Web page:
After experiencing what must have been several wrenching twists and turns in his heartfelt convictions regarding undocumented immigrants, the Scott Walker of March 2015 appears to have settled on a middle-ground: eventual legal status for undocumented immigrants after the border has been secured and everyone gets to the back of the line and blah blah blah, but not full citizenship.
At least this is the best we can reconcile the Rashomon of conflicting recollections about what exactly Walker said at a private dinner with New Hampshire Republicans this month. A slew of people at the March 13 dinner told the Wall Street Journal that Walker had said he supported an eventual pathway to citizenship for undocumented immigrants. As Salon's Luke Brinker wrote, that's the same position taken in the dreaded Gang of Eight comprehensive immigration reform bill that all GOP presidential candidates must torch with napalm in a loyalty litmus test to the conservative cause.
After the Journal piece came out last Thursday, Walker's team issued a flat denial that Walker supported a path to citizenship. "We strongly dispute this account,” spokesperson Kirsten Kukowski said in a statement to reporters. "Governor Walker has been very clear that he does not support amnesty and believes that border security must be established and the rule of law must be followed. His position has not changed, he does not support citizenship for illegal immigrants, and this story is false."
On Friday, the New York Times got its hands on another recollection from an attendee, this one indicating that Walker had said eventual legal status, not citizenship -- as in, you can stay here but can't have full rights like voting and so forth. (Just oozing with humanity, no? That's another topic.)
Mr. Walker spoke for roughly three minutes about a process in which undocumented immigrants would be required to start the process anew and pay back taxes.
But Mr. Walker’s answer was apparently vague enough to prompt Ms. Horn to follow-up.
“To clarify, what you are saying is that you are advocating that the people who are already here, the 11-12 million people who are here illegally in our country, should have a path to legal status, not citizenship?” she asked.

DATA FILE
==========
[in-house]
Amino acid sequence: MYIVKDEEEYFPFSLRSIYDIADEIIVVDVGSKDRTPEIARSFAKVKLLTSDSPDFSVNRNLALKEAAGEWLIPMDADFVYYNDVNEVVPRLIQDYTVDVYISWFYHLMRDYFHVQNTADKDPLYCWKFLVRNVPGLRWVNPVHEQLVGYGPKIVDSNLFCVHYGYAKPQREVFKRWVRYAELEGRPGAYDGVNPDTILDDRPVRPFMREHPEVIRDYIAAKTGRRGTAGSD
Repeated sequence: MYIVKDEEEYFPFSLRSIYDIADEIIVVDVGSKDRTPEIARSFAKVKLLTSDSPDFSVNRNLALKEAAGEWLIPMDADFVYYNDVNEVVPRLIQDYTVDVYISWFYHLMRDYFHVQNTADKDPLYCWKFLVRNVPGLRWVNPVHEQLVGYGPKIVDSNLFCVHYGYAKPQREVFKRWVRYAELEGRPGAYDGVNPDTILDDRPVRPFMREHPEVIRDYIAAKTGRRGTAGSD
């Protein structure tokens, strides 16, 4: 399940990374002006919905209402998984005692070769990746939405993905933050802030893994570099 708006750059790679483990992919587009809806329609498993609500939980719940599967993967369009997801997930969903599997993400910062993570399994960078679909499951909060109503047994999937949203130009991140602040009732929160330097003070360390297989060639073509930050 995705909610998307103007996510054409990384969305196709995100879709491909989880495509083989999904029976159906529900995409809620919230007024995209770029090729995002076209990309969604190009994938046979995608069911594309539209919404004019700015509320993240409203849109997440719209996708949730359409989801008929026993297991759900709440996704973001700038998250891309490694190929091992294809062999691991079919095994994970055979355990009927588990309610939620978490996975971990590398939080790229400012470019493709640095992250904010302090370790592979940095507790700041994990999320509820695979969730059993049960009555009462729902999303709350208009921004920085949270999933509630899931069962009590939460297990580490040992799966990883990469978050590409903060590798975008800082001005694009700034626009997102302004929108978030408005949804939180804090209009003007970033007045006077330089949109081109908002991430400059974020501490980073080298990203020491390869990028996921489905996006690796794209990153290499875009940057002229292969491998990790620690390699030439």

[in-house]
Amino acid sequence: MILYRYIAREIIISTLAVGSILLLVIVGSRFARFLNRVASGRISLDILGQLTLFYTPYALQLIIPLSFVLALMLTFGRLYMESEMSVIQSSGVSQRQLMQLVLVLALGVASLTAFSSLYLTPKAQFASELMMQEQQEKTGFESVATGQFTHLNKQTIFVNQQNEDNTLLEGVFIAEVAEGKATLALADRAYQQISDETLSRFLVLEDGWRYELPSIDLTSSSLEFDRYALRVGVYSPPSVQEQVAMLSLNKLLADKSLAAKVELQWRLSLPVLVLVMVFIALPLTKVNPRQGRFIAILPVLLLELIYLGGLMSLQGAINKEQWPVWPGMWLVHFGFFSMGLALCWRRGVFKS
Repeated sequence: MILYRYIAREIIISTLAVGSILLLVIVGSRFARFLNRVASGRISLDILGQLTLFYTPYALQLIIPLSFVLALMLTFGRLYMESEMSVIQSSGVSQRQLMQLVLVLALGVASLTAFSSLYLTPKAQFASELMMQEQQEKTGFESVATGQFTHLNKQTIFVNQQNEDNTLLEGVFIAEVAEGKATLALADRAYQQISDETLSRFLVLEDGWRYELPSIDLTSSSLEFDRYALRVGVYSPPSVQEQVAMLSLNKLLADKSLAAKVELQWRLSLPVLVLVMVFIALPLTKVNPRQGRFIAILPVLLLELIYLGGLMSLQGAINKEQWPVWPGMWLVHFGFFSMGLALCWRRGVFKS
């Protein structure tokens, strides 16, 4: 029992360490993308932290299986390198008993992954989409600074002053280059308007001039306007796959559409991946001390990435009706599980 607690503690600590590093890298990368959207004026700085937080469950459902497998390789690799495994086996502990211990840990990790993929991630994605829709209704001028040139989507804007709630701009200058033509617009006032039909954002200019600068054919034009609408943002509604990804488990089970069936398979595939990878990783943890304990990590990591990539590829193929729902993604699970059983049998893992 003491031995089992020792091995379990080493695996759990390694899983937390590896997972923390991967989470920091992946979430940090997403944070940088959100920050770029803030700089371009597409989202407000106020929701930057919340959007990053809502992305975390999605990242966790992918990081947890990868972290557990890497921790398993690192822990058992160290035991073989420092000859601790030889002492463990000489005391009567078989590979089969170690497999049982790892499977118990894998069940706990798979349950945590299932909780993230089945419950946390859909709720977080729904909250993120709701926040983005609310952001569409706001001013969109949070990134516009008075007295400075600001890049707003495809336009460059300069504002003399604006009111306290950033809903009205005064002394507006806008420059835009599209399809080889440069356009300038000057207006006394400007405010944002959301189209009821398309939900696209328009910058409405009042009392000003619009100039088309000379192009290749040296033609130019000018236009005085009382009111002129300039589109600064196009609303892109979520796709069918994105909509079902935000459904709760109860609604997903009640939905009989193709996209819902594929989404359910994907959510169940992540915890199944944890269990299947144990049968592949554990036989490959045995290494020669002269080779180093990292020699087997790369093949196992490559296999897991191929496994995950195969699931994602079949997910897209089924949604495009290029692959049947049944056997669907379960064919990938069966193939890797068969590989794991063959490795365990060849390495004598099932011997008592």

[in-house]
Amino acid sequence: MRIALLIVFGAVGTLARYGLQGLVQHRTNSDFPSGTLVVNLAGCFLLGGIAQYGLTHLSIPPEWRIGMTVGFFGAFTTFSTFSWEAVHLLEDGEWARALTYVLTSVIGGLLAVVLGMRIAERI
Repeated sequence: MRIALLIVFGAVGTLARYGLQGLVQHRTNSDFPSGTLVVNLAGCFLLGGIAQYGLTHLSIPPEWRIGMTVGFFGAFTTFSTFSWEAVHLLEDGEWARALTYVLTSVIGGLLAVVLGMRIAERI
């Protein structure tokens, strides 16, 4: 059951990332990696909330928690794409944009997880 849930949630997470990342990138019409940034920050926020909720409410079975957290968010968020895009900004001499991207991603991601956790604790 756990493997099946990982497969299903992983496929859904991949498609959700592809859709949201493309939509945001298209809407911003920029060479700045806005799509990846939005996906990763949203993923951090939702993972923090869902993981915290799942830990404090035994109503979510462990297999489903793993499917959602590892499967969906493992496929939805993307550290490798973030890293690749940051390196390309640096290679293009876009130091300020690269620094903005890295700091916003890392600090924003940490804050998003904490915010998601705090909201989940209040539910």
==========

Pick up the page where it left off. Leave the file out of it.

“Yes,” Mr. Walker responded, according to Ms. Horn.
Another New Hampshire Republican who was there, Mark Vincent, chairman of the Hillsborough County Republican Committee, said he did not remember Mr. Walker ever using the word “citizenship” in his remarks.
“I remember him saying he supported a path to legal status,” said Mr. Vincent, who plans to remain neutral in the state’s 2016 Republican presidential primary.
This would square with Kukowski's carefully worded statement that Walker "does not support amnesty" and "does not support citizenship for illegal immigrants." He equates "amnesty" with "citizenship," not legal status. Meaning Scott Walker is right where notorious imm'gant-lubber Jeb Bush is, and where the eventual GOP presidential nominee will be next fall: supporting some kind of legal status on the horizon while warding off primary-season accusations of supporting "amnesty" by defining "amnesty" to mean "citizenship."
This is adorable.
There are two amnesties in GOP rhetoric: one for presidential election cycles, one for midterm cycles. In presidential cycles, when it doesn't help the GOP to go out of its way and terrify Hispanic voters, "amnesty" reverts to its narrower meaning: no citizenship, but sure, legal status! We won't hurt you! In midterm cycles, where the idea is just to get as many ragey old white people fired up and voting, "amnesty" means anything short of maximal deportation policy. In 2014, "amnesty" meant any policy that didn't seek to deport every possible "deportable," to use Rep. Steve King's term, in the country. President Obama's policy to defer certain deportations temporarily was "amnesty." Any sort of DREAM Act was "amnesty." Taking into custody, instead of immediately turning back at the border, any Central American children fleeing violence in their home countries was "amnesty."
Now, as an attempt to thread the needle between conservative primary voters and establishment donors, candidates like Walker and Bush and we'll-see-who-else will try to argue that offering "legal status" does not count as "amnesty." (Though what they'll really be trying to do is not talk about the issue at all.) We'll see how this sleight works with "the base," who may not be quite as pliable as their candidates would like them to be.